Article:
Unfortunately, many of the underwater kelp forests of Gwaii Haanas are out of balance and have shrunk considerably. Nearly 200 years ago, kuu (sea otters) disappeared from Gwaii Haanas as a result of the maritime fur trade, and coastal ocean ecosystems in the area have experienced a cascade of change ever since. The reason is that sea otter are keystone predators – voracious consumers of marine invertebrates like sea urchin, crab and abalone. Without otters keeping populations in check, spiny sea urchin numbers grew and grew, and the cascade began. Urchins in turn began to graze down the rich kelp forests on which species like the endangered northern abalone and many rockfishes (yelloweye, bocaccio, canary, quillback) depend.

Photo: Lynn Lee / MTE

Kelp forests declined in quantity and quality, which in turn created what are called urchin barrens. Urchin barrens are long expanses of ocean floor with many, many urchin and very little or no kelp. In some places the seafloor is now barren, reminiscent of a clear-cut forest, and no longer able to support a diverse marine ecosystem.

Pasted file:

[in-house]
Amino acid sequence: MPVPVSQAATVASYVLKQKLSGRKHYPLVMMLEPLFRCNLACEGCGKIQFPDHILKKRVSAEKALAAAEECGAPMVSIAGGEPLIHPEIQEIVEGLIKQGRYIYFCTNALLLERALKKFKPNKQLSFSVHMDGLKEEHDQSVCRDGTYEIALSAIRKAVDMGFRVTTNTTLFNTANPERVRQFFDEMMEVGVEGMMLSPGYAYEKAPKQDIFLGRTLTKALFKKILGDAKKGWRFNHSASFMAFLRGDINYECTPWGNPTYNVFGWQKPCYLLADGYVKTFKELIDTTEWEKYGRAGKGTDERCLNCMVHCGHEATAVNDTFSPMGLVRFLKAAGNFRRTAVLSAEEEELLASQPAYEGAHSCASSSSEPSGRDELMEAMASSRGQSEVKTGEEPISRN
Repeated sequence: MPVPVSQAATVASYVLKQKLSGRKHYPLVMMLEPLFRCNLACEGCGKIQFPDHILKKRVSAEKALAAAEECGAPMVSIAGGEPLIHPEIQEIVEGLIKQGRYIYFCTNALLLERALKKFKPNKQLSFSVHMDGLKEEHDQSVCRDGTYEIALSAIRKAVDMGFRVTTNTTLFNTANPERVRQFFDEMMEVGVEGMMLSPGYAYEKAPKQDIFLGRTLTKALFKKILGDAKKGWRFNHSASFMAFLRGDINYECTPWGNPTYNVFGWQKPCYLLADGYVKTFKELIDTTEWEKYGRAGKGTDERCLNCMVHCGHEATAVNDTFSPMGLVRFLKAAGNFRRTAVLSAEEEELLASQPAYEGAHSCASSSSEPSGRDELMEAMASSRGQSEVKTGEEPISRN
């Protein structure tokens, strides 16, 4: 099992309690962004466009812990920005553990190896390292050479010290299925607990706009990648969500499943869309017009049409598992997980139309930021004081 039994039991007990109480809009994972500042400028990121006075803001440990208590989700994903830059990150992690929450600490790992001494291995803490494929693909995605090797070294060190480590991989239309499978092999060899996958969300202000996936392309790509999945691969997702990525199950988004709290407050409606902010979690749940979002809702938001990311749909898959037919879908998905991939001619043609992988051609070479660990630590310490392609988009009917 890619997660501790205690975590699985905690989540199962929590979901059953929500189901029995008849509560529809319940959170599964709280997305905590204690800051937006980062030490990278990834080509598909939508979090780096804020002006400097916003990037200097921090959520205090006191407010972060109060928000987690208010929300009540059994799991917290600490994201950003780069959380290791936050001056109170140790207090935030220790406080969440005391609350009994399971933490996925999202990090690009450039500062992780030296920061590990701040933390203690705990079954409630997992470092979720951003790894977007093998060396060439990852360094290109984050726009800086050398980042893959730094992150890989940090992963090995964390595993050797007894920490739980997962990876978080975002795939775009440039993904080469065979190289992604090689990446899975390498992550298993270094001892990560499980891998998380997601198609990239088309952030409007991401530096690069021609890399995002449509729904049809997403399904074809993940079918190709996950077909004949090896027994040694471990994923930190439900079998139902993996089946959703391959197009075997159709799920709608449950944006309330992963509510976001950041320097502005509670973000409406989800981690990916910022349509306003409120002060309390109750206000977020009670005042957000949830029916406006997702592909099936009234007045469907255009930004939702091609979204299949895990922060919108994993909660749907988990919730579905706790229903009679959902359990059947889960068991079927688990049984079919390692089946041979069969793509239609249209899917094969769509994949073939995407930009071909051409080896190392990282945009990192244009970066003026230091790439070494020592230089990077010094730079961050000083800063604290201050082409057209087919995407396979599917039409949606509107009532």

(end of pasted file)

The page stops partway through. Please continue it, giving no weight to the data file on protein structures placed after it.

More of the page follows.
In summer 2017, the Haida Nation, Parks Canada, Fisheries and Oceans Canada, the Pacific Urchin Harvesters Association, Florida State University, and University of British Columbia collaborated to study and plan for restoration of a small section of kelp forest in Gwaii Haanas.

This year, using traditional knowledge and scientific information a team of Haida, federal government, industry and academic partners will transform urchin barrens to kelp forests, improving habitat for abalone and rockfish as they implement Gwaii Haanas’ newest ecosystem restoration project: Chiixuu Tll iinasdll: Nurturing Seafood to Grow. The project team will help kelp forests by removing at least 75% of the sea urchins along three kilometres of the Gaysiigas Gwaay (Murchison Island) coastline in September 2018. Ongoing urchin control and kelp forest research and recovery monitoring in the area will continue for at least three years afterwards (2019-2021).